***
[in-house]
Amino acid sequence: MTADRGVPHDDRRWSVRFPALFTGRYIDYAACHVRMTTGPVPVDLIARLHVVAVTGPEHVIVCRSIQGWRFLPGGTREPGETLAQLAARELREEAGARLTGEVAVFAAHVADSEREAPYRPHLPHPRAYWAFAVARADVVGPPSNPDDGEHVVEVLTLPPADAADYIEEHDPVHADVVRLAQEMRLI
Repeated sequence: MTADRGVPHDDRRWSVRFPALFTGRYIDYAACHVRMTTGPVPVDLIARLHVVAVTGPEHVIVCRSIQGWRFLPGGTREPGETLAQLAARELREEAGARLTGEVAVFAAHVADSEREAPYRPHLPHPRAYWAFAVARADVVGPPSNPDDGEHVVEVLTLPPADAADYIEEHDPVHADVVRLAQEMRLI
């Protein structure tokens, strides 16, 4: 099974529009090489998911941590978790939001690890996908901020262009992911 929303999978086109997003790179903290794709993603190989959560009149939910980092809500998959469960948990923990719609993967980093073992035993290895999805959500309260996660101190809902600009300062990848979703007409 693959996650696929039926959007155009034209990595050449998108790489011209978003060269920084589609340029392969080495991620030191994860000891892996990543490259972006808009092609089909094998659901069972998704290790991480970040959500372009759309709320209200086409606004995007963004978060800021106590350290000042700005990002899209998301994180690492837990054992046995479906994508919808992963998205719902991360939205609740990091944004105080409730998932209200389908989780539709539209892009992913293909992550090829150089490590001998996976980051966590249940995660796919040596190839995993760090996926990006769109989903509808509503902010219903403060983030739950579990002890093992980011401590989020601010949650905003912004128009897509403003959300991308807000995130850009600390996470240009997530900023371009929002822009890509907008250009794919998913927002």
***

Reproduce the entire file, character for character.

[in-house]
Amino acid sequence: MTADRGVPHDDRRWSVRFPALFTGRYIDYAACHVRMTTGPVPVDLIARLHVVAVTGPEHVIVCRSIQGWRFLPGGTREPGETLAQLAARELREEAGARLTGEVAVFAAHVADSEREAPYRPHLPHPRAYWAFAVARADVVGPPSNPDDGEHVVEVLTLPPADAADYIEEHDPVHADVVRLAQEMRLI
Repeated sequence: MTADRGVPHDDRRWSVRFPALFTGRYIDYAACHVRMTTGPVPVDLIARLHVVAVTGPEHVIVCRSIQGWRFLPGGTREPGETLAQLAARELREEAGARLTGEVAVFAAHVADSEREAPYRPHLPHPRAYWAFAVARADVVGPPSNPDDGEHVVEVLTLPPADAADYIEEHDPVHADVVRLAQEMRLI
């Protein structure tokens, strides 16, 4: 099974529009090489998911941590978790939001690890996908901020262009992911 929303999978086109997003790179903290794709993603190989959560009149939910980092809500998959469960948990923990719609993967980093073992035993290895999805959500309260996660101190809902600009300062990848979703007409 693959996650696929039926959007155009034209990595050449998108790489011209978003060269920084589609340029392969080495991620030191994860000891892996990543490259972006808009092609089909094998659901069972998704290790991480970040959500372009759309709320209200086409606004995007963004978060800021106590350290000042700005990002899209998301994180690492837990054992046995479906994508919808992963998205719902991360939205609740990091944004105080409730998932209200389908989780539709539209892009992913293909992550090829150089490590001998996976980051966590249940995660796919040596190839995993760090996926990006769109989903509808509503902010219903403060983030739950579990002890093992980011401590989020601010949650905003912004128009897509403003959300991308807000995130850009600390996470240009997530900023371009929002822009890509907008250009794919998913927002």